from Wiktionary, Creative Commons Attribution/Share-Alike License

  • n. Alternative form of pin money.


Sorry, no etymologies found.


  • I begged my publisher for a little pin-money to speak in D.C. Strangely, the Editor-in-Chief himself called from Cambridge, to say no.

    Giles Slade: Don't Be A Whiner

  • You talk as if he had twenty pound a-year for pin-money, like you and Lavinia, that might go with half a gown a-year, if good old Numps did not help you.


  • The tall Cointet politely gave Mme. Sechard a dozen thread-pattern forks and spoons and a beautiful Ternaux shawl, by way of pin-money, said he, and to efface any unpleasant impression made in the heat of discussion.

    Eve and David

  • Abbeys were given to queens, to furnish them with pin-money.

    A Philosophical Dictionary

  • “Can you lend me a few sous?” and the poor woman, glad to be able to do something for a man whom her confessor held up to her as her lord and master, returned him in the course of the winter several crowns out of the “pin-money.”

    Eug�nie Grandet

  • She is sure to have been brought up like a duchess, and want the whole of her money for pin-money — a deuced expensive thing is

    The Romance of Isabel Lady Burton

  • I will take care, madam, said I, that Miss Mansfield, if she will consent to make Lord W. happy, shall have very handsome settlements, and such an allowance for pin-money, as shall enable her to gratify every moderate, every reasonable wish of her heart.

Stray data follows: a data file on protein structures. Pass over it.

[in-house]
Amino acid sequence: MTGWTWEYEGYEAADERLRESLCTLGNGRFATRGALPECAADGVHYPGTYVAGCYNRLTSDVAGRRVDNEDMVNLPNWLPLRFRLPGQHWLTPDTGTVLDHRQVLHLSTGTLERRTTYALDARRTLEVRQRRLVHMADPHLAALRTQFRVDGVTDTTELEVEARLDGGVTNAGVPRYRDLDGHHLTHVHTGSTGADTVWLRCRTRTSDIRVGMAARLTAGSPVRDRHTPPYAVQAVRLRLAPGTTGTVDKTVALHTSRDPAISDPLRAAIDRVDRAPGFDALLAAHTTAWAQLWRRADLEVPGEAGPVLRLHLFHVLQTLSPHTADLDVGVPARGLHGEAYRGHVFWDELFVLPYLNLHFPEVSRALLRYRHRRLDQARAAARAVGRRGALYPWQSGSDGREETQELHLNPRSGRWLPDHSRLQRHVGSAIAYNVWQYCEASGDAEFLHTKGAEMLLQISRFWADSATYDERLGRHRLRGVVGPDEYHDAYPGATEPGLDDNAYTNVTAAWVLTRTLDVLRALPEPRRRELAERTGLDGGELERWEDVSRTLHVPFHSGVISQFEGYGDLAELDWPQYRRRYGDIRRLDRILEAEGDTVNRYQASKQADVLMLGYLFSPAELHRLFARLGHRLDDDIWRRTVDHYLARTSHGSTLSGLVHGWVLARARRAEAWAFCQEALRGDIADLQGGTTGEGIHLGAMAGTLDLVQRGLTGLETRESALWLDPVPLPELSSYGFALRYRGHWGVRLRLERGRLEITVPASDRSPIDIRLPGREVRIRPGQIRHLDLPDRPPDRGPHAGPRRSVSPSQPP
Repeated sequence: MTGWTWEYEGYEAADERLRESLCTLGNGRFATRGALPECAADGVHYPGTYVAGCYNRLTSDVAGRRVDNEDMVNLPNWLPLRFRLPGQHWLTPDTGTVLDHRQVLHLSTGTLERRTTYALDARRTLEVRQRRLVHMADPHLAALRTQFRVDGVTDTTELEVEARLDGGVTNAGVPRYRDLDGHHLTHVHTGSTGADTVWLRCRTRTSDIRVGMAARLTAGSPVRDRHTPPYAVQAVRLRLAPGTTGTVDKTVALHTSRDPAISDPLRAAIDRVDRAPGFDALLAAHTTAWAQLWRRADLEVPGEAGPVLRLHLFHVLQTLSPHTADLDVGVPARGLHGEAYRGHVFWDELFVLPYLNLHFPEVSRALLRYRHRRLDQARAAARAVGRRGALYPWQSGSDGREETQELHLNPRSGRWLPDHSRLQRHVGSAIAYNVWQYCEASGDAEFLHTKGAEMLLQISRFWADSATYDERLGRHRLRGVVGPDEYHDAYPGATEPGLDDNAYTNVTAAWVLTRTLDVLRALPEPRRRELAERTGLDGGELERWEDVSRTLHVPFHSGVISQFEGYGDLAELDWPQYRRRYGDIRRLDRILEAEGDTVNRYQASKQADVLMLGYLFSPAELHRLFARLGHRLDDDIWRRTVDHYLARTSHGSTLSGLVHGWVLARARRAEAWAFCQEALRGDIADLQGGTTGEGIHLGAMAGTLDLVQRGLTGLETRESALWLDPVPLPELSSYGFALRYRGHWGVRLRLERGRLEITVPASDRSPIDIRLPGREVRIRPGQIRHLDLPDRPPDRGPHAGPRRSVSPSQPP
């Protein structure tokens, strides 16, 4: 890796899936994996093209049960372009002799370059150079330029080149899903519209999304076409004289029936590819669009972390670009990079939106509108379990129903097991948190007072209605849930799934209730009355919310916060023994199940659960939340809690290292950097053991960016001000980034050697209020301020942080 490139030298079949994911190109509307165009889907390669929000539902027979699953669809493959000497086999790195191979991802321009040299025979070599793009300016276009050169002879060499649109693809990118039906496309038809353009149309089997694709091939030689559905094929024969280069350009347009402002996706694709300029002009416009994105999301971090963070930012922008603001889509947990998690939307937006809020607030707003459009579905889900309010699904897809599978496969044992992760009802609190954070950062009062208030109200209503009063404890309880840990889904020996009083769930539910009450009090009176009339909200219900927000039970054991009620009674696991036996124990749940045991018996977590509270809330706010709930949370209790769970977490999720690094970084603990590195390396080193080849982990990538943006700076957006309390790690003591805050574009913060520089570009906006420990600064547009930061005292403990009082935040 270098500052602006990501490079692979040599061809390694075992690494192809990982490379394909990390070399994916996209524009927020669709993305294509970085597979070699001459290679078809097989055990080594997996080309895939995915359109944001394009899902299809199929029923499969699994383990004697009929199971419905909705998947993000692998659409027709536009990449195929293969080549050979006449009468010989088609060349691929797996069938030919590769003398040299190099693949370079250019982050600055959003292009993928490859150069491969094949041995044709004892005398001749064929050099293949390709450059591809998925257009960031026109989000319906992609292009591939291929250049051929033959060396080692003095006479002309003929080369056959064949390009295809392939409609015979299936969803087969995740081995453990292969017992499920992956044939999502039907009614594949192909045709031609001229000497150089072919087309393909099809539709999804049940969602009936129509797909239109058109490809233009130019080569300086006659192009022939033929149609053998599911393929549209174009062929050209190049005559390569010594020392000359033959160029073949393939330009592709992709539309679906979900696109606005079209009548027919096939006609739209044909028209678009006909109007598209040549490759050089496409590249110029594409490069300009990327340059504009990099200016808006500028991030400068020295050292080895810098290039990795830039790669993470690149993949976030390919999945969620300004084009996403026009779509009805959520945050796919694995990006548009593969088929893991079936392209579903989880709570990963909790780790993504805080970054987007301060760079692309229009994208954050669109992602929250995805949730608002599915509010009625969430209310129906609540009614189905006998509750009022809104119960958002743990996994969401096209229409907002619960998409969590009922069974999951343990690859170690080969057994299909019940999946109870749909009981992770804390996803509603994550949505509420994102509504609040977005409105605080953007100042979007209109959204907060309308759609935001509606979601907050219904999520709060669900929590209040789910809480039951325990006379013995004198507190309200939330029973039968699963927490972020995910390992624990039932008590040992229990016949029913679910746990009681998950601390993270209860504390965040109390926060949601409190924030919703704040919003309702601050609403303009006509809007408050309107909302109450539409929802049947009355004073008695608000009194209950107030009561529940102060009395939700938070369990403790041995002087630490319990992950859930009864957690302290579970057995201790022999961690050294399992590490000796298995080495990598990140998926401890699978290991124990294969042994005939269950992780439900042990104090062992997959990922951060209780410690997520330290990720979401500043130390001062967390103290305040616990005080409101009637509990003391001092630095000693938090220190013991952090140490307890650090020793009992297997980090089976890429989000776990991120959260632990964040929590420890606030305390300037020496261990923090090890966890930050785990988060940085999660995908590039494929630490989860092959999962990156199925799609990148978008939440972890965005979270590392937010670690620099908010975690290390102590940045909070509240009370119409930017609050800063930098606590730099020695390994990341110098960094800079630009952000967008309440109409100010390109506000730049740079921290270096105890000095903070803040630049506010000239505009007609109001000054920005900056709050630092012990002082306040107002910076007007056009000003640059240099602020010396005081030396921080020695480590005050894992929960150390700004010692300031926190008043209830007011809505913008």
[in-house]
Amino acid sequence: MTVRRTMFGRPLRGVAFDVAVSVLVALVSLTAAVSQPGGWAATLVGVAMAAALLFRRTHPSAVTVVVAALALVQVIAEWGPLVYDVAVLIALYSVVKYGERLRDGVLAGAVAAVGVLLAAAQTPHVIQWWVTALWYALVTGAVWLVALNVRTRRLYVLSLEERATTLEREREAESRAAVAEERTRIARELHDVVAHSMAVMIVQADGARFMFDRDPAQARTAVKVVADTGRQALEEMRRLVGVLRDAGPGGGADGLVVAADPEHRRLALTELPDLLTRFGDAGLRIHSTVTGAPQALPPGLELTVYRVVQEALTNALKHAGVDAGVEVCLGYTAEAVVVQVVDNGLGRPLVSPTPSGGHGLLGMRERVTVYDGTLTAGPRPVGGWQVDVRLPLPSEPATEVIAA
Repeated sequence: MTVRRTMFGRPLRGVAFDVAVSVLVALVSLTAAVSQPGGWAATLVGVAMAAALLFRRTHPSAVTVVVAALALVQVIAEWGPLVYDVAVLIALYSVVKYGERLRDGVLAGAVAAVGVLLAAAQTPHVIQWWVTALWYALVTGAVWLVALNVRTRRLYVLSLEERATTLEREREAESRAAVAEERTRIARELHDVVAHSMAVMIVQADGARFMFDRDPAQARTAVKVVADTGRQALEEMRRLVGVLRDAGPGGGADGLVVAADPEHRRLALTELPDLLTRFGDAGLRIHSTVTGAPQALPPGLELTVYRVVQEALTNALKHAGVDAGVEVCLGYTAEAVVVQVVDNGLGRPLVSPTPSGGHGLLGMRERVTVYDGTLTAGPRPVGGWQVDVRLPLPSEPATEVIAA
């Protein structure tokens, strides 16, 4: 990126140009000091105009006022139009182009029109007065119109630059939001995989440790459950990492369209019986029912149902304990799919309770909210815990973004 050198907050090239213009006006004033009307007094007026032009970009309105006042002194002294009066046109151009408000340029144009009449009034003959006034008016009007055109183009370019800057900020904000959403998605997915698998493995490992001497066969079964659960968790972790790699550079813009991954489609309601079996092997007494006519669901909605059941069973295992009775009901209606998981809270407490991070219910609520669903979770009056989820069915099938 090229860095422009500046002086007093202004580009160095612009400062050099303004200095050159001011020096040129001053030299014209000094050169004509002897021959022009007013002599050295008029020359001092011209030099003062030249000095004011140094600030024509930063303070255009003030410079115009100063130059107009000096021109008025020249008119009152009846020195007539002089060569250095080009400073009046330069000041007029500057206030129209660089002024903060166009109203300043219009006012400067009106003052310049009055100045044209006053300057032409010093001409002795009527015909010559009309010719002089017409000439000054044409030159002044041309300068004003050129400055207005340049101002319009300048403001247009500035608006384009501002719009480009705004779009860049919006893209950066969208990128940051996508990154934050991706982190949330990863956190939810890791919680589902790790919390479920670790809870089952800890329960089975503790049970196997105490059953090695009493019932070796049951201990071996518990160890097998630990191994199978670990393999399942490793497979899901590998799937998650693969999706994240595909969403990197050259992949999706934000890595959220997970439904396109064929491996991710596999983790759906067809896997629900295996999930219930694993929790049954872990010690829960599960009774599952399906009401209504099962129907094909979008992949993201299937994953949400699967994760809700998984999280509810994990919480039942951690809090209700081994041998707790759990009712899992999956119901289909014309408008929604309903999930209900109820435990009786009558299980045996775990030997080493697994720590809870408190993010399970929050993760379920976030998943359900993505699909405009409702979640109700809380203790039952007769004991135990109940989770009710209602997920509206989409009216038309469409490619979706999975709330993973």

Sir Charles Grandison

  • Clothilde; her residence in Eaton Square; her pin-money at two thousand a year; and her affections on nobody.

    The Silver Spoon

  • Already there had been difficulties as to settlements, difficulties as to pin-money, difficulties as to residence, Lady Augustus having been very urgent.

    The American Senator

  • Hester she accepted from her half her slender pin-money.

    Red Pottage


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  • "There was a time when even the property which a woman owned in her own right had to be held in trust for her by a man: her father, her guardian or her husband. The Married Woman's Property Act of 1882 changed that, and for the propertied classes it proved to be a change for the better. Moreover, a wife whose husband gave her a separate allowance for her own use, pin-money, was entitled to save it if she chose and to dispose of it as she wished."

    - 'King Cophetua and the beggarmaid', Germaine Greer in The Madwoman's Underclothes.

    April 14, 2008